I can clearly remember the first time I made a decision as a parent. It was around 1:30 am on October 22, 2011, the night my daughter was born.
I had just arrived at the nursery of the hospital, pushing in front of me a little rolling cradle with an incredibly tiny new person inside. Mine, they told me, though she definitely felt alien.
I had held her in my arms and welcomed her into the world not fifteen minutes earlier, but somehow it still didn’t feel real. I guess after 30 hours without sleep, nothing really does. I had actually wanted to simply carry my child to the nursery in my arms, but the hospital wouldn’t have it. The delivery rooms were on the eighth floor, and the nursery on the third, and they weren’t taking any chances on new parents dropping their kids on the way down. Annoying, but I had to concede the point.
We got to the nursery, and I handed the nurse on duty the card they gave me at the delivery room. The nurse smiled a mechanical smile and reached down to take the baby. “I’ll just wash him and put him under the heat lamp. I’ll call you when he’s ready,” she said.
And then it happened. A wave of emotion flooded through me. NO ONE TOUCHES MY CHILD. This strange woman was trying to take my baby! I was a father for maybe half an hour at that point, severally sleep deprived, shell-shocked, aching all over from supporting my wife through countless strange birthing poses and generally a wreck. But in an instance I was ready to take on the entire nursery staff single-handed. Primordial parental synapses snapped and fatherly genes roared into action. If anyone lays a finger on my little girl, there will be blood.
I fairly snatched the child from underneath the nurses hands and explained that I didn’t want her (couldn’t help but emphasis that one) washed or heated. The nurse explained that was hospital policy, that it doesn’t hurt the baby, that I could rest in the meantime and that it’s good for the baby. But I wouldn’t budge. I have made a parental decision. I was going to do what I thought was best for my baby, and hospital policy could kiss my baby’s bottom.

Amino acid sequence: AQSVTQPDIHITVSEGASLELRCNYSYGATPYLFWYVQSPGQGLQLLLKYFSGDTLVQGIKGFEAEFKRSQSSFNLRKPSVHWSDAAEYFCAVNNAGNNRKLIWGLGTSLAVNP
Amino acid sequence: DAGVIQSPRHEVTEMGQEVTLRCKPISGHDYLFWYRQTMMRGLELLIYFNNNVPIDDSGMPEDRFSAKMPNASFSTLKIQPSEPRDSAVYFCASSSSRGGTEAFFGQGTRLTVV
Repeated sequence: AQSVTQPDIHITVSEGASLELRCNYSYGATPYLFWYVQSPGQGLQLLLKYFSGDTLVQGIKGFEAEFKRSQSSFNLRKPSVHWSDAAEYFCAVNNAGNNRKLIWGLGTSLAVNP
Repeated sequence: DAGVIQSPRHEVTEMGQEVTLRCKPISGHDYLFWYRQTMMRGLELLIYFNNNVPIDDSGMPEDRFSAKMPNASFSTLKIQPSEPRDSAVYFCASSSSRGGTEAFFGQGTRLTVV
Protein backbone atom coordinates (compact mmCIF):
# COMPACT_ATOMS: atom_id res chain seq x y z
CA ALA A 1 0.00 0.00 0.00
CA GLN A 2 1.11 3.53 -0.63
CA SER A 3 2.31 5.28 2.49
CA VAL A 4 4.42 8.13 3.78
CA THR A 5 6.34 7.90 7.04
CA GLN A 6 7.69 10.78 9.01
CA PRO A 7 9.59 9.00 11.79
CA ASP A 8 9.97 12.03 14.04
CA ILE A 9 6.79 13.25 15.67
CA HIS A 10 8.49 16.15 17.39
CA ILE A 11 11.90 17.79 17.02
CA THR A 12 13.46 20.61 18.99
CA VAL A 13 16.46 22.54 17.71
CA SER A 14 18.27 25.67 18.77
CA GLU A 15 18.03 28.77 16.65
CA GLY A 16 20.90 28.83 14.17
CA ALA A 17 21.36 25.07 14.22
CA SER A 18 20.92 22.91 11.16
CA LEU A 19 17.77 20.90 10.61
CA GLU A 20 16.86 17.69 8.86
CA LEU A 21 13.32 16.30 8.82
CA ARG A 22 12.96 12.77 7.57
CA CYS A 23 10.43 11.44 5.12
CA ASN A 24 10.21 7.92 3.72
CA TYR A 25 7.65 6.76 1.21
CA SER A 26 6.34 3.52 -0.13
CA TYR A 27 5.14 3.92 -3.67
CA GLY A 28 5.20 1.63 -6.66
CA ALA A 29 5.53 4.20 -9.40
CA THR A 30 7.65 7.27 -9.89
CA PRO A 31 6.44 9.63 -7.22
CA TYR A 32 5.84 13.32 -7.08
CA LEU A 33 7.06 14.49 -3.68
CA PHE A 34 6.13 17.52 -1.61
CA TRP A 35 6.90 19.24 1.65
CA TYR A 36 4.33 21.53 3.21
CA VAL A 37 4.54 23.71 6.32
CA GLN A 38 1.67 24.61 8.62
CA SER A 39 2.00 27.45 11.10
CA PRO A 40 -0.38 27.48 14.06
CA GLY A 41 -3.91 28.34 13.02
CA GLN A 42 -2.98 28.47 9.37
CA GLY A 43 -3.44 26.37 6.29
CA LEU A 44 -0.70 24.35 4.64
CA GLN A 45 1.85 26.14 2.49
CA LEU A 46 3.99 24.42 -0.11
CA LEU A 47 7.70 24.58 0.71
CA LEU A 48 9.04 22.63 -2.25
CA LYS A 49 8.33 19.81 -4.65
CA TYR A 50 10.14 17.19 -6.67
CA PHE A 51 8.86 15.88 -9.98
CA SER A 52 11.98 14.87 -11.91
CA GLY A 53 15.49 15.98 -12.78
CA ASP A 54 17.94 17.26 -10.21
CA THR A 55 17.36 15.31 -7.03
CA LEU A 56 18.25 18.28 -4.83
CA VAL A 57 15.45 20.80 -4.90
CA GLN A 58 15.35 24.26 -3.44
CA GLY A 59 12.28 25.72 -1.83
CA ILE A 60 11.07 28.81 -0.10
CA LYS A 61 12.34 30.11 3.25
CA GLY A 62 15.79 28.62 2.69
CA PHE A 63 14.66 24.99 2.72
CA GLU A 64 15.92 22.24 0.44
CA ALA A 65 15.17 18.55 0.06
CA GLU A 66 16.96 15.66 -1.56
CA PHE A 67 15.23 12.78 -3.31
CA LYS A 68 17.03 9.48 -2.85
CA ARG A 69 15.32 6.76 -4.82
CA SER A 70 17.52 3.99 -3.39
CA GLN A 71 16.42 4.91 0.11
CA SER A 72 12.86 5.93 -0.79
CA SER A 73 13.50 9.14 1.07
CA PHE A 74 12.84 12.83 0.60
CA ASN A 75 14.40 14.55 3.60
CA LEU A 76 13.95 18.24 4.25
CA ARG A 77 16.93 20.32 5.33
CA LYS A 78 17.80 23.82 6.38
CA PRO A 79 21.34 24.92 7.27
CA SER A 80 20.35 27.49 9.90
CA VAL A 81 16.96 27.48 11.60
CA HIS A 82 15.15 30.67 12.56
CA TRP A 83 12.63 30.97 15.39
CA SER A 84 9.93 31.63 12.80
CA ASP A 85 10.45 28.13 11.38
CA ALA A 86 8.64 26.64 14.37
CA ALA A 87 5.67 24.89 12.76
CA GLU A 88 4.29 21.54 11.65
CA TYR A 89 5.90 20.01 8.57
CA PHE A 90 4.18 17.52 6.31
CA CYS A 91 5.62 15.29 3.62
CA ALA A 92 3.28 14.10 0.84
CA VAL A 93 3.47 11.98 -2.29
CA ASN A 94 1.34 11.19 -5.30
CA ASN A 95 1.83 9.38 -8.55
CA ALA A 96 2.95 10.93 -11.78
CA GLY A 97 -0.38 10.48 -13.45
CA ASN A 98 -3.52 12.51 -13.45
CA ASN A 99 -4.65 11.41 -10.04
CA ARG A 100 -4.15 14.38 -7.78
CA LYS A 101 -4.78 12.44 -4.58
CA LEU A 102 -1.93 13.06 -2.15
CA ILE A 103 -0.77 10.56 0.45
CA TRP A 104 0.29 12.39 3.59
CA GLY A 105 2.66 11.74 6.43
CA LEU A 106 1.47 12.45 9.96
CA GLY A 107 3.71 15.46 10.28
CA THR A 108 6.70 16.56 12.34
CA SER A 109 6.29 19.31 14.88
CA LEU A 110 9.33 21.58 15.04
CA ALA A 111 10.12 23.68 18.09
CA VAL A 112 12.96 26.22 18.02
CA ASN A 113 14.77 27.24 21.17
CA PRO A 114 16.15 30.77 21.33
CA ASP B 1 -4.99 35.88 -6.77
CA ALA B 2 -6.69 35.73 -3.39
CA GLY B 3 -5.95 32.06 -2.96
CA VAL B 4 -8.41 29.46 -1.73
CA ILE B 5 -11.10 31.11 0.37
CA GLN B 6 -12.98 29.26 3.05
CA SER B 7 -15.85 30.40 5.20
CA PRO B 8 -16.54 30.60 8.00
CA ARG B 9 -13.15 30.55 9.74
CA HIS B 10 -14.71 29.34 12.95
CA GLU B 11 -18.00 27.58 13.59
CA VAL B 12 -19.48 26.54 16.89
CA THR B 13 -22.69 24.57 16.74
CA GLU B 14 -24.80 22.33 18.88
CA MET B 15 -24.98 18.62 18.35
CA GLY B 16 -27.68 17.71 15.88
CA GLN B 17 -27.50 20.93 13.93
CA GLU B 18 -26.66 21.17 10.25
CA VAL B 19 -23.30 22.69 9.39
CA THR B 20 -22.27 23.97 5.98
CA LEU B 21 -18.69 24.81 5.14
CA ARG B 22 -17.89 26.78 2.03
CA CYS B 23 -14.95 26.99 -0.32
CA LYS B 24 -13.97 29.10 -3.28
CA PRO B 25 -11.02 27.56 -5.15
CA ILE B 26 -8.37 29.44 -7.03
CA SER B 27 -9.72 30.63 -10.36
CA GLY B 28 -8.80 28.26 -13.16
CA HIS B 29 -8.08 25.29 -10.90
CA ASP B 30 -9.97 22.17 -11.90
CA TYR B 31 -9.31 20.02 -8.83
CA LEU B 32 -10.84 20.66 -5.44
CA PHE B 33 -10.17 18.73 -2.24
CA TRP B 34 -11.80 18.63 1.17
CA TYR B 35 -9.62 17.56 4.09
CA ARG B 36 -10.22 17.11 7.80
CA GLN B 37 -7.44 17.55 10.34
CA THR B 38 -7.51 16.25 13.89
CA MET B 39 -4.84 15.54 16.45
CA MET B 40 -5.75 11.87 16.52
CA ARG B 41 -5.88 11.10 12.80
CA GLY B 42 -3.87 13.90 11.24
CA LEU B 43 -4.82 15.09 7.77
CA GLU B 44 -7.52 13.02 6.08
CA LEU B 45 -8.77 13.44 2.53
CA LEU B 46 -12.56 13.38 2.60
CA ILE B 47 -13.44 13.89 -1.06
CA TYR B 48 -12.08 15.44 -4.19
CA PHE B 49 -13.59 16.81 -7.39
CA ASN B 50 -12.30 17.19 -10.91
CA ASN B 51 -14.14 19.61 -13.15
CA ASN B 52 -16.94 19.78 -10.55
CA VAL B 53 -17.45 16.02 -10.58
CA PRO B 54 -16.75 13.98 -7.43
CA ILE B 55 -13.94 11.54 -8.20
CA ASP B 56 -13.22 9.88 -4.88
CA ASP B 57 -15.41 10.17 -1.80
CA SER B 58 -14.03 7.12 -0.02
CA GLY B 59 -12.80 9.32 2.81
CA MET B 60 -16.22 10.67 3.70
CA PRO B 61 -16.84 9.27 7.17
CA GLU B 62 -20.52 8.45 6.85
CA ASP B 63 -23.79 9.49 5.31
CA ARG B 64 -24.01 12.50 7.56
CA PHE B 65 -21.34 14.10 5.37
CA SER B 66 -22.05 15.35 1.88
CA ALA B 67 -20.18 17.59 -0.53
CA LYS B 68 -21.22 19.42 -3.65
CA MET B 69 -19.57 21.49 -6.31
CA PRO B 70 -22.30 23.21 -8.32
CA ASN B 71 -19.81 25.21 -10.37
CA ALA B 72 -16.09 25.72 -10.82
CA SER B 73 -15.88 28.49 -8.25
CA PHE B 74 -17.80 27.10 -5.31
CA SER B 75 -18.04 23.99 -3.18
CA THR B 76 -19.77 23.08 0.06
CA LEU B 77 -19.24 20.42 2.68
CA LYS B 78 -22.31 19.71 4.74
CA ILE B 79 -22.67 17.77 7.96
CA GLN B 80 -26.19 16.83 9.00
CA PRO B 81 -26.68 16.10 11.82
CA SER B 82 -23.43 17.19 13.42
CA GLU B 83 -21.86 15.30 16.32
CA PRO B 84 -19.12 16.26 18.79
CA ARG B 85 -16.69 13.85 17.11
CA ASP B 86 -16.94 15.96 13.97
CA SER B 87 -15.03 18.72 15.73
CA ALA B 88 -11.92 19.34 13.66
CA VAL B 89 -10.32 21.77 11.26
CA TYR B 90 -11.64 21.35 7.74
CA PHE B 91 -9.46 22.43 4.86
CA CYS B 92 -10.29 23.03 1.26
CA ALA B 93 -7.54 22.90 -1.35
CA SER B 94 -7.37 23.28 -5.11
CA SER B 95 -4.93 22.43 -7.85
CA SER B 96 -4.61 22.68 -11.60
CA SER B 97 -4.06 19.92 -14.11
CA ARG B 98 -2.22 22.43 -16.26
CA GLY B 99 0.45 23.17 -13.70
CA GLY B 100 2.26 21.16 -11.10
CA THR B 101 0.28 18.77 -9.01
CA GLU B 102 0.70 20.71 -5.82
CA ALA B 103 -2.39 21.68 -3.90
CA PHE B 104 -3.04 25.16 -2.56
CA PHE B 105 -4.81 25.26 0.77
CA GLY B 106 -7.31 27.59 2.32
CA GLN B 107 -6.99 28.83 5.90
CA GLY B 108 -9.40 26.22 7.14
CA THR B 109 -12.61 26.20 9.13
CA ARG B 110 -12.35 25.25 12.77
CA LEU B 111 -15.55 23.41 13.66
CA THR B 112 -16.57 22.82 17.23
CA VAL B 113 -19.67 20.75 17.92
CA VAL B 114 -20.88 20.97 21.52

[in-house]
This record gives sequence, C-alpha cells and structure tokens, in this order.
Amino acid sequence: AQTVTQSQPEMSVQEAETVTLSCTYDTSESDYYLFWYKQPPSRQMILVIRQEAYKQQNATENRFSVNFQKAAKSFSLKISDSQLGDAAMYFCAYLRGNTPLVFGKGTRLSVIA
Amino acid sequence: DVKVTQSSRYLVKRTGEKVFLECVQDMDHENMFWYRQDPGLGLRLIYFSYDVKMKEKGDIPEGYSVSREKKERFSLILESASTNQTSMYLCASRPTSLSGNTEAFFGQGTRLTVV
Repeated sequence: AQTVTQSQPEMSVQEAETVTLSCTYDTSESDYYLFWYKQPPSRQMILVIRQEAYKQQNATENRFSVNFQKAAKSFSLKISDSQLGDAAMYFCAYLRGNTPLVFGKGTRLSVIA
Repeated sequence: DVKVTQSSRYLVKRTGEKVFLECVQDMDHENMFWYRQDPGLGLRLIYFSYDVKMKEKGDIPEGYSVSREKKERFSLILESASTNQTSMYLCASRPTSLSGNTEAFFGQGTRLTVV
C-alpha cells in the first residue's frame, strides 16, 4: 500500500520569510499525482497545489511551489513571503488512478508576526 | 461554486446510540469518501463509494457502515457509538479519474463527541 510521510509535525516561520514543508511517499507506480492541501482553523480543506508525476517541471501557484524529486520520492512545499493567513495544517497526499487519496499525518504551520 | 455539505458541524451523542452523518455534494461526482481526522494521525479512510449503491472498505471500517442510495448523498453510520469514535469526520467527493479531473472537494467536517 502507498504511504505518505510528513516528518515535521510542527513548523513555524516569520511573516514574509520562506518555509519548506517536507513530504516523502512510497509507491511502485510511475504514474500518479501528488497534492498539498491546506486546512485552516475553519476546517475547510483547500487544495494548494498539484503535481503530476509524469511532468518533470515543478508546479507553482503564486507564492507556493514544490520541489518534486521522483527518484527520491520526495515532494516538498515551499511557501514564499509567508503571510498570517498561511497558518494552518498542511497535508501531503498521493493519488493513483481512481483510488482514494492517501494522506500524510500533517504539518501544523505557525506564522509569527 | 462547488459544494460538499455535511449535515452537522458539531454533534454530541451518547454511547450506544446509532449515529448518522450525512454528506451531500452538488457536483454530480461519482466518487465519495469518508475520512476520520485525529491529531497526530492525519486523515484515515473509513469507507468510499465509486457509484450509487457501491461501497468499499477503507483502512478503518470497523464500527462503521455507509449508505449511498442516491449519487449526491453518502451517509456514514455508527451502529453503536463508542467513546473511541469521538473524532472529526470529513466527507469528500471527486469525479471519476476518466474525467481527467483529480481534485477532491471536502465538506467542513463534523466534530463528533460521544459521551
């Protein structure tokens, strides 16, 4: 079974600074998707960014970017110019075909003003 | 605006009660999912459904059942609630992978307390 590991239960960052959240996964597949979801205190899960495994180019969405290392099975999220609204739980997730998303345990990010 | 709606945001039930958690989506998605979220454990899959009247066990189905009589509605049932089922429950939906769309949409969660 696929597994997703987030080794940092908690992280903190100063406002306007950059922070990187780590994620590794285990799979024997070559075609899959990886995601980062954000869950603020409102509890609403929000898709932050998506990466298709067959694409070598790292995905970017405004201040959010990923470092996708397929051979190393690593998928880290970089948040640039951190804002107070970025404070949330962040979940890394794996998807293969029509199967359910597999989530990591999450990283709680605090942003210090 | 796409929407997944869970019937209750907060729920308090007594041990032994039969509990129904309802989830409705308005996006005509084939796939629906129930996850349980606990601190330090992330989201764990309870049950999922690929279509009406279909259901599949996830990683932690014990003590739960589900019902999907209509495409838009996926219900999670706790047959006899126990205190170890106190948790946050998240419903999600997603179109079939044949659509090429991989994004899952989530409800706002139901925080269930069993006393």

Eventually, the nurse relented. At my request, I was given a box of baby wipes and a chair under the heat lamp. (I felt that holding my baby to my chest was plenty of heat, but the nurse insisted. It didn’t really matter to me where I was sitting, so long as I was sitting with her.) I sat under the light, gently wiping my daughter’s face and hair, and holding her little hand in mine. It was magic. “Hey kiddo,” I whispered to her, “I’m your dad. And I’m here for you.” I couldn’t tell for certain, but I think she smiled.
From that moment on we were inseparable. I’m not even talking about love, necessarily, but of a deeper sense. We share that special connection that is the sole domain of a father’s connection with his daughter. When we came back from the hospital a couple of days later, I carried her up the stairs and into her new home. Many new parents describe this as the “oh crap” moment of parenting: You brought the child home. Now what do you do with her? For my daughter and I the answer was obvious. We both had a long day, and we were both tired, so we lay down on the couch and went to sleep, with her cradled in my arms. So simple, so obvious and so powerful.
My daughter is rapidly approaching her first birthday, taking developmental milestones by storm and generally growing up much faster than her mother and I are ready for. Sometimes I lie in bed at night and worry about her. What kind of world will she grow into? What kind of challenges will she face? Will she be happy? Will she be ready? I believe she will. I think that raising a child is never easy, but we will do our best. I have faith. She’ll be fine.
And sometimes, right before I fall asleep I whisper, half to myself “Don’t worry kiddo. I am your dad, and I’ll always be here for you. If anyone lays a finger on my little girl, there will be blood…”